Good evening. Let me first of all join Paschal's words of solidarity with France and Austria for the recent terror attacks.
Since I last stood in this room just one month ago, we have unfortunately seen a dramatic worsening of the pandemic. The gravity of the situation was described to us very clearly this afternoon by Dr Andrea Ammon of the European Centre for Disease Prevention and Control.
360 case notifications per 100,000, up from 250 the previous week. All indicators going in wrong direction: the percentage of tests that is positive; the proportion of elderly cases; the increasing number of hospitalisations; deaths up by 50% in a week.
The numbers in terms of new cases and hospitalisations are in many cases worse than in the first wave. Pressure on hospitals is becoming acute in many parts of Europe. I want to express my admiration and support for the healthcare professionals who are showing such incredible dedication at this time.
The European Commission is mobilising all means at its disposal to support and coordinate Member States in tackling this second wave.
Of course it is Member States that are in the front line in the struggle against the pandemic and they have been found themselves once again having to take far-reaching measures to flatten the curve.
The third quarter GDP data published by Eurostat on Friday showed that the rebound over the summer was remarkably strong. However, our consumer confidence indicator for October provided first evidence, and it is not the only one, of a slowdown in the pace of economic activity: it decreased by 1.6 points compared to September - its first decline after five consecutive months of increases.
Manufacturing has so far remained relatively strong, as shown by the Purchasing Managers Index data published yesterday, and this illustrates a point that emerged clearly in the discussion we had today - that it is mostly the services sector, and in particular tourism, hospitality, entertainment and culture that is going to be hardest hit in this second wave.
The tightening of containment measures will evidently have an impact on economic activity. There is some reason to believe that the impact will be smaller than in Spring. For instance, companies and employees are better prepared for and experienced with working remotely.
But at the same time, there is uncertainty surrounding the duration of this second wave.
As you know, I will be presenting our autumn economic forecast on Thursday morning, so I will not enter into greater detail tonight as regards the economic outlook.
I will however draw two key conclusions from the discussion we had today.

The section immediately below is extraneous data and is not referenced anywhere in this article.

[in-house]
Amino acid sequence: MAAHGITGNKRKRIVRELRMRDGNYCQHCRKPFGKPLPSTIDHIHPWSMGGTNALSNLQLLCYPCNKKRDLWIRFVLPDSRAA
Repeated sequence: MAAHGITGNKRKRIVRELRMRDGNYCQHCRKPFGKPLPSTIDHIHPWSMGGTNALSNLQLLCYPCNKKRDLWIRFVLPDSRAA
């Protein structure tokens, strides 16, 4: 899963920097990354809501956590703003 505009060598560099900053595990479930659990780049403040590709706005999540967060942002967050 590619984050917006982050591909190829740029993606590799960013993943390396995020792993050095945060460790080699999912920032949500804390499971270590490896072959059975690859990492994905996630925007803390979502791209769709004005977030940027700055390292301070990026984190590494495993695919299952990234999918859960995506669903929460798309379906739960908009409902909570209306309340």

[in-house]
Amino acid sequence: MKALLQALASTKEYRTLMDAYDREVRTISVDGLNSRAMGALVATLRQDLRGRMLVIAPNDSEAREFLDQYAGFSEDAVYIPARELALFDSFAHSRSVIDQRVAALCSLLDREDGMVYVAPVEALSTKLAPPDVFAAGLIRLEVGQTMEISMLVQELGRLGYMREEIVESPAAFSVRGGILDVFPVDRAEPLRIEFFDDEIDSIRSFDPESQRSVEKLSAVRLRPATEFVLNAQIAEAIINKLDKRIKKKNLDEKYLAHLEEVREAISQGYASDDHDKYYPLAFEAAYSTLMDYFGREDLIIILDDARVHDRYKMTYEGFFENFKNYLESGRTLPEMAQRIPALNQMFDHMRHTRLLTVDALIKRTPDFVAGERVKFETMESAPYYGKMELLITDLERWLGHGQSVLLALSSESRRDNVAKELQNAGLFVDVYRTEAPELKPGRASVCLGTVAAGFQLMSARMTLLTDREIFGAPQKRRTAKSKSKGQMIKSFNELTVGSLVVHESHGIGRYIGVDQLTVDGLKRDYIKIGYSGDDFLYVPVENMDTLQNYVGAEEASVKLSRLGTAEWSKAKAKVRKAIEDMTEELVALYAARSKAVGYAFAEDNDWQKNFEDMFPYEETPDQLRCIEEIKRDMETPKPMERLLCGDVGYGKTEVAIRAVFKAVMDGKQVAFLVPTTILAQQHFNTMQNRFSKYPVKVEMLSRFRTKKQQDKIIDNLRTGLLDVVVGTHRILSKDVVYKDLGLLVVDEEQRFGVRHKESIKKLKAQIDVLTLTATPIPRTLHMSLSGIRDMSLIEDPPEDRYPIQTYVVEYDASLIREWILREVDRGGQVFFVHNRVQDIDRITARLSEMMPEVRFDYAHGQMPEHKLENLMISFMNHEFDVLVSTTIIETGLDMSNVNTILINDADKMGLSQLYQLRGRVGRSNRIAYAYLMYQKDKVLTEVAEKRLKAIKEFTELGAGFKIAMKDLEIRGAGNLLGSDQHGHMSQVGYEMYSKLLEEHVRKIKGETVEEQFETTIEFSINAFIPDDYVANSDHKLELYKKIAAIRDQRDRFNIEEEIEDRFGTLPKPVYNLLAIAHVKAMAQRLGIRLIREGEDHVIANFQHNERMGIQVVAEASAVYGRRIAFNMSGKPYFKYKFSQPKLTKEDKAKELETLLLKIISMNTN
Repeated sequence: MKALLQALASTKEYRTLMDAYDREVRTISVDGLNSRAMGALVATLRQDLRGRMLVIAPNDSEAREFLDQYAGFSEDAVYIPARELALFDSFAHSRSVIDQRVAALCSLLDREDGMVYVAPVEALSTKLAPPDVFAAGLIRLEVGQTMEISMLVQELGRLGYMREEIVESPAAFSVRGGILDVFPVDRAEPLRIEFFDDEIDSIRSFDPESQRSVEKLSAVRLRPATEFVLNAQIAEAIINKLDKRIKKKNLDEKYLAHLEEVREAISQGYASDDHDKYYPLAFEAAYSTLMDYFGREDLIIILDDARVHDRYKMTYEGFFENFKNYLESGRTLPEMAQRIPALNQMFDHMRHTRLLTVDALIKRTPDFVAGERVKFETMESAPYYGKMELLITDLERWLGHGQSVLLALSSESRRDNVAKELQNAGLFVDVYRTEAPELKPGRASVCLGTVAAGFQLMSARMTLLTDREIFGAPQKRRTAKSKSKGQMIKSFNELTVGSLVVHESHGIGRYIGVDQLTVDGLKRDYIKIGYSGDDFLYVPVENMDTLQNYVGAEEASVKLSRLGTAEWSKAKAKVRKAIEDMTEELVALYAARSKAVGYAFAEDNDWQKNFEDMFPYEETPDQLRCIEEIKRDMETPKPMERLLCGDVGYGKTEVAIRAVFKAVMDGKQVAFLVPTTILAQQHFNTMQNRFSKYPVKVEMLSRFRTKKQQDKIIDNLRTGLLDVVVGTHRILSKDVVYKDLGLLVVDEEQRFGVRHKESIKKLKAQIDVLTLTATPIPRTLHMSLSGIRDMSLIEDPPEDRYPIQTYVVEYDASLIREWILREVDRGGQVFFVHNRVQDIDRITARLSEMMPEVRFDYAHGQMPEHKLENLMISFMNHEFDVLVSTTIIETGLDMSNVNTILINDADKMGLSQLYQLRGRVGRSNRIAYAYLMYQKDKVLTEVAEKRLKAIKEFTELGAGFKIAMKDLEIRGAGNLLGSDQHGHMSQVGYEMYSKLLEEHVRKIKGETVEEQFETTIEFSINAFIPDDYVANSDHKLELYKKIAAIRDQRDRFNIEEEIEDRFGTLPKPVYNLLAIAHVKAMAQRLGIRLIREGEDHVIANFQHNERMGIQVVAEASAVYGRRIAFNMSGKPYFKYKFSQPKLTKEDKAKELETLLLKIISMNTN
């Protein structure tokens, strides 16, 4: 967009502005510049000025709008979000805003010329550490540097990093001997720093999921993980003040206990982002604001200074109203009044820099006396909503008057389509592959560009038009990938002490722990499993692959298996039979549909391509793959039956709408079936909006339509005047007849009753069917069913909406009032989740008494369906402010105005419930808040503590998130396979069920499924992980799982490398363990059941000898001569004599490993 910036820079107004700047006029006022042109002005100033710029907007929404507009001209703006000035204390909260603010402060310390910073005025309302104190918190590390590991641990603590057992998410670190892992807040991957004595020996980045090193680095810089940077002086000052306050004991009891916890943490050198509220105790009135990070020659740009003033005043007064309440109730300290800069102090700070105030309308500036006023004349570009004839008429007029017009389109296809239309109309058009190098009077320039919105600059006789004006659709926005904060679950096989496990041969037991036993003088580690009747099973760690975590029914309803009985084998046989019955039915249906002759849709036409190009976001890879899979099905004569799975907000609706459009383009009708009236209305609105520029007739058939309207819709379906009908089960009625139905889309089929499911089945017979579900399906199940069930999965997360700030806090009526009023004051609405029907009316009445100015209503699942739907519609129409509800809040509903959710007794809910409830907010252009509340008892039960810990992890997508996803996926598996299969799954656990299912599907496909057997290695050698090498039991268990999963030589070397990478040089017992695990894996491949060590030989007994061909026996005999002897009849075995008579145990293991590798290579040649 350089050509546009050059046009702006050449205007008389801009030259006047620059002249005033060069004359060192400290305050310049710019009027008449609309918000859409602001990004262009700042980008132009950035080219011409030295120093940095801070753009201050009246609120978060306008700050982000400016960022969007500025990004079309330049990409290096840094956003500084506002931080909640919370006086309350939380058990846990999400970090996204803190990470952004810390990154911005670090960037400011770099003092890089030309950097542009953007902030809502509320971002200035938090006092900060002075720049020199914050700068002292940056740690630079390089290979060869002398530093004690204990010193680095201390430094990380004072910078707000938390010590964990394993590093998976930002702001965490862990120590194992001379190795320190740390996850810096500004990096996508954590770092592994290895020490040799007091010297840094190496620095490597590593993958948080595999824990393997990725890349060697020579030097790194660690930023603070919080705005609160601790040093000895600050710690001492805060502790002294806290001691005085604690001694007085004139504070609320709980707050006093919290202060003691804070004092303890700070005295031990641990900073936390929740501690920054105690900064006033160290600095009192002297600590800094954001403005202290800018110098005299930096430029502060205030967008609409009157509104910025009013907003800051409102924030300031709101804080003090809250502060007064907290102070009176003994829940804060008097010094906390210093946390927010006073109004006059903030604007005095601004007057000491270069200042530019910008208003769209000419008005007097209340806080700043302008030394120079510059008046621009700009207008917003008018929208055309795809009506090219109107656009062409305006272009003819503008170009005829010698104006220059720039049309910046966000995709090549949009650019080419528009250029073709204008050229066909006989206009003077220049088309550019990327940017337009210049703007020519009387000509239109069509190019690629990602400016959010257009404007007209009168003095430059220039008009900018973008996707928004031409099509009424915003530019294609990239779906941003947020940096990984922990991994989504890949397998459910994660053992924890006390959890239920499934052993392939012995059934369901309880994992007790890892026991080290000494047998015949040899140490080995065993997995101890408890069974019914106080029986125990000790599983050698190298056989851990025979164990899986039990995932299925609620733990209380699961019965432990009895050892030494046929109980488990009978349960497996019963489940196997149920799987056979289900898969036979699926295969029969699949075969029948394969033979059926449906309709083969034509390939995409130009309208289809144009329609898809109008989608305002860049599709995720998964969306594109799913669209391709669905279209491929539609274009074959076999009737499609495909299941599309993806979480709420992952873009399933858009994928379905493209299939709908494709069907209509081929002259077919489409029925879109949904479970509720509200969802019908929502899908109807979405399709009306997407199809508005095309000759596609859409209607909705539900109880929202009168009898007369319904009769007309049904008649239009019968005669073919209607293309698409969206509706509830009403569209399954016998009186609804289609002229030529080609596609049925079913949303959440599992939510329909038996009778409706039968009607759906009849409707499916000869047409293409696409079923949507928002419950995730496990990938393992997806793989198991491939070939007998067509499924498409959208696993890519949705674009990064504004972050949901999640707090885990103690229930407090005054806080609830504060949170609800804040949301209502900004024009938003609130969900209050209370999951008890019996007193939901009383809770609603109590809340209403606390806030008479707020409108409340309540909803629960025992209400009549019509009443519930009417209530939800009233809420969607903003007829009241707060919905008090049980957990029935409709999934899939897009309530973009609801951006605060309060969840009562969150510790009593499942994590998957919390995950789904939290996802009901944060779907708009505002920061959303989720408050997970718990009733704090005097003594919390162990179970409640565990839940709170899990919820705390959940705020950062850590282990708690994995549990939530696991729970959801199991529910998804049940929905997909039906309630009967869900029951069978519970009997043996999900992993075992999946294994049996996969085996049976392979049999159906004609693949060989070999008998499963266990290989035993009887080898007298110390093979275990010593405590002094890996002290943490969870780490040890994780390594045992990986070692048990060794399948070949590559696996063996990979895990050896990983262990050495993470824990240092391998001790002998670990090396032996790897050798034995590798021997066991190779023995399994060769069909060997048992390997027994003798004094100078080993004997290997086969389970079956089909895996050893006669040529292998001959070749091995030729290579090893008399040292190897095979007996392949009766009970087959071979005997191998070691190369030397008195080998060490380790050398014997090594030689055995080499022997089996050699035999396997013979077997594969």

First, we need to see a swift agreement between the Council and Parliament on Next Generation EU. Speeding up implementation of the Recovery and Resilience Facility and tapping the facility in full via both grants and loans would maximise its potential contribution to a coordinated economic policy stance.
Second, the general escape clause provides Member States with the leeway on the fiscal side that they need at this time - and they should use it. Fiscal policy should remain supportive in 2021, not only in the euro area as a whole but in all euro area Member States.
Concerning the discussion on a digital euro, the Commission shares the many aspects of the analysis contained in the recent report by the European Central Bank. The main reasons that could make a digital euro necessary in a near future are the digitalisation of the European economy, the decline of the role of cash as a means of payment and the protection of our monetary sovereignty against any possible future dominance of non-euro denominated forms of digital money in the euro area.
Of course a lot of further work is needed on this topic and the Commission stands ready to cooperate closely with the ECB in the coming months in exploring these opportunities and challenges it implies.
Lastly, just a few words on the state of play regarding the three safety nets that were agreed in April, which are potentially worth €540 billion.
First, we have a fully operational SURE. Almost 90% of the SURE funds are already earmarked and the first disbursements took place last week, following our very successful first market issuance, which was oversubscribed more than 13 times.
17 Member States have agreed to be supported by the SURE instrument and I am proud of the success of the implementation of this instrument by the Commission. It is showing the success of the Eurogroup's April decision.
Second, we have a fully functional ESM Pandemic Crisis Support, though no Member State has made use of this so far, But we are encouraging Member States to use all of our instruments.
Third, we have the EIB Pan-European Guarantee Fund. For this to become operational, the Commission needs to receive State aid notifications from all participating Member States. We have urged all governments to treat this as a priority so that this tool can also be effectively deployed and start providing much-needed support to SMEs.